Buzz: Praised by Kit de Waal, Tor Udall and Emma Flint.
READ OUR INTERVIEW WITH AMANDA BERRIMAN HERE.
This is a heartbreaking ache of a book: it explores some harrowing themes, opens doors to experiences we should all be aware of, and is gripping and terrifyingly tense. But there’s a joy glowing at the heart of Home that elevates it above your average tear-jerker or page-turner. A joy that belongs to four (and-a-half) year-old Jesika.
The story is told through little Jesika’s eyes. Words and facts are presented as she perceives them, rather than how they are. So the ‘mould’ on the wall becomes ‘moles,’ a ‘chest infection’ a ‘chesty fecshun,’ and one of the opening lines reads: “My fayvrit green pen is on the windysill, where I hided it from Toby, and I take it and squeeze ahind the telly to get to the peeling-paper.”
It takes a little while to adjust to this idiosyncratic narration. At first some of the characters felt unsubtly drawn — larger-than-life caricatures. But as I settled into Jesika’s viewpoint, I realised that, seen through her eyes, they were perfectly portrayed. In the end, the narration is nothing but charming, and it’s impossible not to fall for this little girl’s heart and bravery.
Her viewpoint also serves two very useful functions. Crucially, the naive perspective allows a grim subject matter to be explored delicately. When a pre-school friend tells her a disturbing secret Jesika doesn’t really understand what’s going on, so we get to witness alongside her, always a step removed from the brutal truth. As I read, I was constantly a little worried the storyline would tip over into gratuitousness, but thankfully the painful themes were covered elegantly throughout, thanks largely to the use of Jesika’s limited understanding.
I mainly enjoyed the delightful insight into the mind of a four-year-old child. The empathy in these pages is really quite humbling. Amanda Berriman shows such depth of understanding, such tenderness and patience with her character, that I have no doubt she’s captured how pre-schoolers really think. In a world where grown-ups frame ‘not making things harder’ as being ‘helpful,’ Jesika feels deep pride and validation in what a helpful girl she is, despite being too little to actually help at all.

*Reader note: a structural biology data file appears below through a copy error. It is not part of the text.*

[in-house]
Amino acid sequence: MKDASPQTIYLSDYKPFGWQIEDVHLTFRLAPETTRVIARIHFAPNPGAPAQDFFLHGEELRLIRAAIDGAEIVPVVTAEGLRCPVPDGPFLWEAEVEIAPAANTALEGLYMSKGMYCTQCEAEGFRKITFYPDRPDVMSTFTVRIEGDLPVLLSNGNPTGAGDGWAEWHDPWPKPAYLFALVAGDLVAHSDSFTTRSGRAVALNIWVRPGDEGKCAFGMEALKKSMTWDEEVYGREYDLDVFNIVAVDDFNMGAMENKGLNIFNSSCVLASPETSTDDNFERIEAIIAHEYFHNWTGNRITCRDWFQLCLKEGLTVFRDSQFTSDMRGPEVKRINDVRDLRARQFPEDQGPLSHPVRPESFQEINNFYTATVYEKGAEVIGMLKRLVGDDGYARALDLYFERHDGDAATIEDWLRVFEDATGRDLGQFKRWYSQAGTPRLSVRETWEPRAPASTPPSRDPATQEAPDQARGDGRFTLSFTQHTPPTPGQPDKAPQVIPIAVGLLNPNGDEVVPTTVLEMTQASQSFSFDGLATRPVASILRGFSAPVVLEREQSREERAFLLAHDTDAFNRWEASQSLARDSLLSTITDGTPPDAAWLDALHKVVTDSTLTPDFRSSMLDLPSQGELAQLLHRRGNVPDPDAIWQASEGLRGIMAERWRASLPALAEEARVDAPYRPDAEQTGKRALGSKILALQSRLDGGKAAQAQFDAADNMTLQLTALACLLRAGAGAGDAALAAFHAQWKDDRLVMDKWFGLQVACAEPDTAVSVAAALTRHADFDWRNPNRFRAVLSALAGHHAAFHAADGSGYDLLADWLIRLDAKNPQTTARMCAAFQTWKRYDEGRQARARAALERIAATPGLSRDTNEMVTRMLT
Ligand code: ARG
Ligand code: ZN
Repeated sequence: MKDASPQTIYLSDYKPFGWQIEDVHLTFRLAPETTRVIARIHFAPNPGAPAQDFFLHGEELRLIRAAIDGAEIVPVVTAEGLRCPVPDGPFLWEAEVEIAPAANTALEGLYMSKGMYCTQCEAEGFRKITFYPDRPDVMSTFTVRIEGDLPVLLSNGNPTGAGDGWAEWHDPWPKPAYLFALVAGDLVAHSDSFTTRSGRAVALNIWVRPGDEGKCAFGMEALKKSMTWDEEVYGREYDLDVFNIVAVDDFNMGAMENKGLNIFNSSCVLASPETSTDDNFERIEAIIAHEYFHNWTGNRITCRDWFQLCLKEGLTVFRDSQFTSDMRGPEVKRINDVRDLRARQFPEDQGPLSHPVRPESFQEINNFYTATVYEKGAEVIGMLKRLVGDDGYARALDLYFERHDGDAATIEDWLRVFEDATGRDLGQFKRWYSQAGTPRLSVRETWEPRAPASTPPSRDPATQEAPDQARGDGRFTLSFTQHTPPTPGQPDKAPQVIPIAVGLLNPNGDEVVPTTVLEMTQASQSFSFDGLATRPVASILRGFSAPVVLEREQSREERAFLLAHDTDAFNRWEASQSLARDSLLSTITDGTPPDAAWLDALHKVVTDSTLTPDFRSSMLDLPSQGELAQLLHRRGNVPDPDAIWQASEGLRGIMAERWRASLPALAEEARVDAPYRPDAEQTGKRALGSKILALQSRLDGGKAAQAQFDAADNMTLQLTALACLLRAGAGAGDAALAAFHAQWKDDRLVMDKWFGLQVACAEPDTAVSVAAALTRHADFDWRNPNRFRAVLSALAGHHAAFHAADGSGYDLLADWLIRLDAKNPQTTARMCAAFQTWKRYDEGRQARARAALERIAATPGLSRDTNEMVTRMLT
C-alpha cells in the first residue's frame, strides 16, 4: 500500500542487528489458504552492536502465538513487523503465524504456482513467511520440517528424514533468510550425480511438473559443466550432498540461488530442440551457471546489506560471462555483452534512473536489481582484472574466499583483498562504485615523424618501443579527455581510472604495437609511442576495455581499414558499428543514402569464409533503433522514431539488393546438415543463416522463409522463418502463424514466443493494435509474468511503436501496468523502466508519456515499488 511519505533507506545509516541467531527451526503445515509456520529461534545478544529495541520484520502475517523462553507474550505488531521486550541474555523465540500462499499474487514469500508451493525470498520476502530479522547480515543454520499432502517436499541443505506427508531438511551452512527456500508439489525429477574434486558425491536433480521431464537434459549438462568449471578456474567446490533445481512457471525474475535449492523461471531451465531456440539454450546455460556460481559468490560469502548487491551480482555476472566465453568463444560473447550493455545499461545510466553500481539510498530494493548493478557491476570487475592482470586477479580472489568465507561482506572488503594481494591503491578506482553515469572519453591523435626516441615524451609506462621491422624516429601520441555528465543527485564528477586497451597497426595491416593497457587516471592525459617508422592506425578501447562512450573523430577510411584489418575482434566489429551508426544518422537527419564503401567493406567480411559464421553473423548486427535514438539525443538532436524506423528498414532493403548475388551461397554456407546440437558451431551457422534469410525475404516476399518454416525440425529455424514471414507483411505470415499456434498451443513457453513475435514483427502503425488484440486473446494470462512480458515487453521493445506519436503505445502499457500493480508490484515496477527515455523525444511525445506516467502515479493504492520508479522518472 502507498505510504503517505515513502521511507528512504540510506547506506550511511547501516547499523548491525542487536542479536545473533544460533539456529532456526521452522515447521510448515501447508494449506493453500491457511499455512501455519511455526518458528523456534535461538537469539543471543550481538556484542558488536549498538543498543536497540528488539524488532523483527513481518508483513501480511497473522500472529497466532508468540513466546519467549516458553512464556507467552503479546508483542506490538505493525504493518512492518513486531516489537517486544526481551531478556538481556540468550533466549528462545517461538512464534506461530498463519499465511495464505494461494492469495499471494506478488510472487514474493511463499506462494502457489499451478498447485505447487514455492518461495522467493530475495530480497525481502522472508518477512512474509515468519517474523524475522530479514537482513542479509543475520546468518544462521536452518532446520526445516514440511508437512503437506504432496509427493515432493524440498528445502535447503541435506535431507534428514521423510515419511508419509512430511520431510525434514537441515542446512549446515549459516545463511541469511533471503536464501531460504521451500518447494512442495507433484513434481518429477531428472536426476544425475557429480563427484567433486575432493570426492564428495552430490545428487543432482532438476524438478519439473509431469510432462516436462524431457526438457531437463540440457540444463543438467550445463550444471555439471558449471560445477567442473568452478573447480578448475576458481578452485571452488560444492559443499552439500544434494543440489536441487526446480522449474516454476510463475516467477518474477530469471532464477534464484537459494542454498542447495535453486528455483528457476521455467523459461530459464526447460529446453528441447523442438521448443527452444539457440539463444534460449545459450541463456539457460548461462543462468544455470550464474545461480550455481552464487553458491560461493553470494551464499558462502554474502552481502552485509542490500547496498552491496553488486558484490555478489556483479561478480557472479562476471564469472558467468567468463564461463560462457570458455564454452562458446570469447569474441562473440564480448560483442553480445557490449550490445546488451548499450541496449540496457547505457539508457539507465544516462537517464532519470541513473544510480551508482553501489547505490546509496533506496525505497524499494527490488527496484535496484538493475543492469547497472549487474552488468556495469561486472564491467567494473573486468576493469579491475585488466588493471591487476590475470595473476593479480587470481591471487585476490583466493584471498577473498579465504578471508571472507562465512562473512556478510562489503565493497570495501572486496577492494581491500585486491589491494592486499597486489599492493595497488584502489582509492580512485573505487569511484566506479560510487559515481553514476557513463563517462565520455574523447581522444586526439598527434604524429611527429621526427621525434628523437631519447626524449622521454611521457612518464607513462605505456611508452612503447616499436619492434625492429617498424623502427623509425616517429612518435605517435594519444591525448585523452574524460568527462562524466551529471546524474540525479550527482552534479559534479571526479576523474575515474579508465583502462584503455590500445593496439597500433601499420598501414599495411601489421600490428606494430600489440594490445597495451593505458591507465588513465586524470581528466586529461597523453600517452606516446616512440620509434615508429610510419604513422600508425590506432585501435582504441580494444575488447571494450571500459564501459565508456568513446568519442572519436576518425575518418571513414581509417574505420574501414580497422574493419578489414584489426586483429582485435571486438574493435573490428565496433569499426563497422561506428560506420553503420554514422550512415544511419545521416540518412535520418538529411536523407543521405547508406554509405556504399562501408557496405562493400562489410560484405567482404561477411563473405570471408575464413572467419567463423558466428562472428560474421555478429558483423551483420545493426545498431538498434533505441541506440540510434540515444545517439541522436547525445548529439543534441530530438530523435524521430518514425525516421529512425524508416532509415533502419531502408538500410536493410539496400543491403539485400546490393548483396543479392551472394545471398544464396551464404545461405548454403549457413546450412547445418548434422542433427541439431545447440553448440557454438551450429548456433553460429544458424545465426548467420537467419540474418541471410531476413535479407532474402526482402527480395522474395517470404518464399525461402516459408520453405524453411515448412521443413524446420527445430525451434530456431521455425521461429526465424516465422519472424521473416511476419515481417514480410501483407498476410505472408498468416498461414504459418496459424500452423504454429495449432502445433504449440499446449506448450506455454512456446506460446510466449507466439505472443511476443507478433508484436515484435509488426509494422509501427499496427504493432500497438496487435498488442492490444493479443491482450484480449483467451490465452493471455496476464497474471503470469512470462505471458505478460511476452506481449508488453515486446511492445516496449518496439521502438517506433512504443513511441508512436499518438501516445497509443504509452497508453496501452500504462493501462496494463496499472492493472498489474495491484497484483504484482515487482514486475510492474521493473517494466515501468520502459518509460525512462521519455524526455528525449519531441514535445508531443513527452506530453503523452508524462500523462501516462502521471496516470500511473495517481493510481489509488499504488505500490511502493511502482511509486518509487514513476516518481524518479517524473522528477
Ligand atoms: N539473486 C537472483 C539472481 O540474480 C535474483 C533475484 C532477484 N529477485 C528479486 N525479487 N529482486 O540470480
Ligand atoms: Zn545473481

At another point, Jesika’s mum is frustrated at her slowness walking home in the rain, but Jesika has let go of her brother’s buggy because she’s spotted the rainbow made by some oil in a puddle: “I know a rainbow puddle is something so special and Mummy needs to see it.” The thought of this scene has made me bite my tongue with my own little ones more than once since reading it — the whole book serves as a handy tract on compassionate parenting.
There are other things Home does exceptionally well. The way Jesika grows and learns through the course of the book is at once heartbreaking and inspiring. And I love how her mother, Tina, acts perfectly, despite all the challenges of ill health, no income or support and a dangerously inadequate rental. Echoes of Emma Donoghue’s Room are strong. Not just the child-centred language, but also the mother trying to be kind, and succeeding, from deep pit of despair. Wherever the blame lies for this family’s desperate situation, it is decidedly not at Tina’s door. She is a model for all of us.
Home deals with heavy themes, but the central tragedy of Jesika’s life isn’t the housing crisis she doesn’t know she’s at the centre of, or the dark adult things she doesn’t understand; it’s simply being four. Trying to understand the world, and get the world to understand her. The trials of crossing that huge gulf are the ones that preoccupy Jesika, and that loomed largest in the book for me.
And that tragedy is tempered throughout by the joy I mentioned. An innocent, hopeful, bittersweet joy that lights up this book from within. Not the horribleness, but the happiness that leaches through despite itself.
I’ve seen many review-column mentions of the terrible childhood Jesika endures, but, in actual fact, all Jesika really wants is her family. Jesika’s mum has set her up well, and her priorities are good. We glimpse how impossible her mum’s life is, but we inhabit Jesika’s world. She sees the joy in the things grown-ups find unbearable — a peeling, mouldy corner of wallpaper is her special place where she can draw. Faced with the unknown pleasures of kids TV on DVD, she just wants to watch a video clip of her little brother. While her mum negotiates the social shame of accepting charity, Jesika just sees kindness and friends. She doesn’t crave the bigger houses she visits, despite her awe at their trampolines and bird tables, she just wants to go back ‘home.’
Published: 8th February 2018, Doubleday.
AMANDA BERRIMAN INTERVIEW - she talked politics, poverty and single parents, as well as explaining how she got so convincingly inside the head of her 4 year-old protagonist. Read it here.